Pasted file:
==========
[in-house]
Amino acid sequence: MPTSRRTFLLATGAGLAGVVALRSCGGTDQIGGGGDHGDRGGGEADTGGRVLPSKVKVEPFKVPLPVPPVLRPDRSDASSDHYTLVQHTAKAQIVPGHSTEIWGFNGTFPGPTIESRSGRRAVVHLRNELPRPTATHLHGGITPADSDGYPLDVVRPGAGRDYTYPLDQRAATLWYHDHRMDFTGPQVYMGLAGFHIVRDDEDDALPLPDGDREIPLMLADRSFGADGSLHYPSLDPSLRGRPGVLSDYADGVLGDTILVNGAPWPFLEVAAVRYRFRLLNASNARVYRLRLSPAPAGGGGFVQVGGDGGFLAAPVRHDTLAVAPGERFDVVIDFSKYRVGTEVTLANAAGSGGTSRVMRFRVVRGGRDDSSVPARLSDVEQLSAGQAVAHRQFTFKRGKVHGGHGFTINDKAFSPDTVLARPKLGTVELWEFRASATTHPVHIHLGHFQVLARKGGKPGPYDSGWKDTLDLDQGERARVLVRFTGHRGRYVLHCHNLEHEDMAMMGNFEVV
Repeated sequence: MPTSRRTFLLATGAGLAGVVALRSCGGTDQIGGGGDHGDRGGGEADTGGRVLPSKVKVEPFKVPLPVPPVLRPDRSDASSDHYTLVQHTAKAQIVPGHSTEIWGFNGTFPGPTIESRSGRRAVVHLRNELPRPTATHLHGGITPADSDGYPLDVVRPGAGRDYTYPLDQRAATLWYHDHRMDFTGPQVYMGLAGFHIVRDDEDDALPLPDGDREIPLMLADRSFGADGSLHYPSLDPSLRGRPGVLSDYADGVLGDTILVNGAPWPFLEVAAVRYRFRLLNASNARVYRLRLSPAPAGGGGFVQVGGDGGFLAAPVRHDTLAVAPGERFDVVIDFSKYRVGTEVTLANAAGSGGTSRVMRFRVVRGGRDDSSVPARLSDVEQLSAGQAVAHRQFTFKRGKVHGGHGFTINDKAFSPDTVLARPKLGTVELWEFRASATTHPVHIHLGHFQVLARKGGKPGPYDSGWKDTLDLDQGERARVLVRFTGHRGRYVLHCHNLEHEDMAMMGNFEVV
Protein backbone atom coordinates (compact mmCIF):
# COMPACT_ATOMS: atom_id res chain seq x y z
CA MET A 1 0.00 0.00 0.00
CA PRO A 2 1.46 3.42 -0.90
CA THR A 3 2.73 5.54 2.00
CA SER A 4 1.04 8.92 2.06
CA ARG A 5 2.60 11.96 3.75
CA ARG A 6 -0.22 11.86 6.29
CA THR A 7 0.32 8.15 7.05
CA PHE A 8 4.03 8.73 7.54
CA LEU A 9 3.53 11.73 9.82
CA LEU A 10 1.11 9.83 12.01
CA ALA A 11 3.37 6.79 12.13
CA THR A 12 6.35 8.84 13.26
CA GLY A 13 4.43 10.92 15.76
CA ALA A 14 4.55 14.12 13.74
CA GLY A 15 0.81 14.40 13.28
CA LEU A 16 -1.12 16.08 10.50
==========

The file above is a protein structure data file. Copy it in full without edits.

[in-house]
Amino acid sequence: MPTSRRTFLLATGAGLAGVVALRSCGGTDQIGGGGDHGDRGGGEADTGGRVLPSKVKVEPFKVPLPVPPVLRPDRSDASSDHYTLVQHTAKAQIVPGHSTEIWGFNGTFPGPTIESRSGRRAVVHLRNELPRPTATHLHGGITPADSDGYPLDVVRPGAGRDYTYPLDQRAATLWYHDHRMDFTGPQVYMGLAGFHIVRDDEDDALPLPDGDREIPLMLADRSFGADGSLHYPSLDPSLRGRPGVLSDYADGVLGDTILVNGAPWPFLEVAAVRYRFRLLNASNARVYRLRLSPAPAGGGGFVQVGGDGGFLAAPVRHDTLAVAPGERFDVVIDFSKYRVGTEVTLANAAGSGGTSRVMRFRVVRGGRDDSSVPARLSDVEQLSAGQAVAHRQFTFKRGKVHGGHGFTINDKAFSPDTVLARPKLGTVELWEFRASATTHPVHIHLGHFQVLARKGGKPGPYDSGWKDTLDLDQGERARVLVRFTGHRGRYVLHCHNLEHEDMAMMGNFEVV
Repeated sequence: MPTSRRTFLLATGAGLAGVVALRSCGGTDQIGGGGDHGDRGGGEADTGGRVLPSKVKVEPFKVPLPVPPVLRPDRSDASSDHYTLVQHTAKAQIVPGHSTEIWGFNGTFPGPTIESRSGRRAVVHLRNELPRPTATHLHGGITPADSDGYPLDVVRPGAGRDYTYPLDQRAATLWYHDHRMDFTGPQVYMGLAGFHIVRDDEDDALPLPDGDREIPLMLADRSFGADGSLHYPSLDPSLRGRPGVLSDYADGVLGDTILVNGAPWPFLEVAAVRYRFRLLNASNARVYRLRLSPAPAGGGGFVQVGGDGGFLAAPVRHDTLAVAPGERFDVVIDFSKYRVGTEVTLANAAGSGGTSRVMRFRVVRGGRDDSSVPARLSDVEQLSAGQAVAHRQFTFKRGKVHGGHGFTINDKAFSPDTVLARPKLGTVELWEFRASATTHPVHIHLGHFQVLARKGGKPGPYDSGWKDTLDLDQGERARVLVRFTGHRGRYVLHCHNLEHEDMAMMGNFEVV
Protein backbone atom coordinates (compact mmCIF):
# COMPACT_ATOMS: atom_id res chain seq x y z
CA MET A 1 0.00 0.00 0.00
CA PRO A 2 1.46 3.42 -0.90
CA THR A 3 2.73 5.54 2.00
CA SER A 4 1.04 8.92 2.06
CA ARG A 5 2.60 11.96 3.75
CA ARG A 6 -0.22 11.86 6.29
CA THR A 7 0.32 8.15 7.05
CA PHE A 8 4.03 8.73 7.54
CA LEU A 9 3.53 11.73 9.82
CA LEU A 10 1.11 9.83 12.01
CA ALA A 11 3.37 6.79 12.13
CA THR A 12 6.35 8.84 13.26
CA GLY A 13 4.43 10.92 15.76
CA ALA A 14 4.55 14.12 13.74
CA GLY A 15 0.81 14.40 13.28
CA LEU A 16 -1.12 16.08 10.50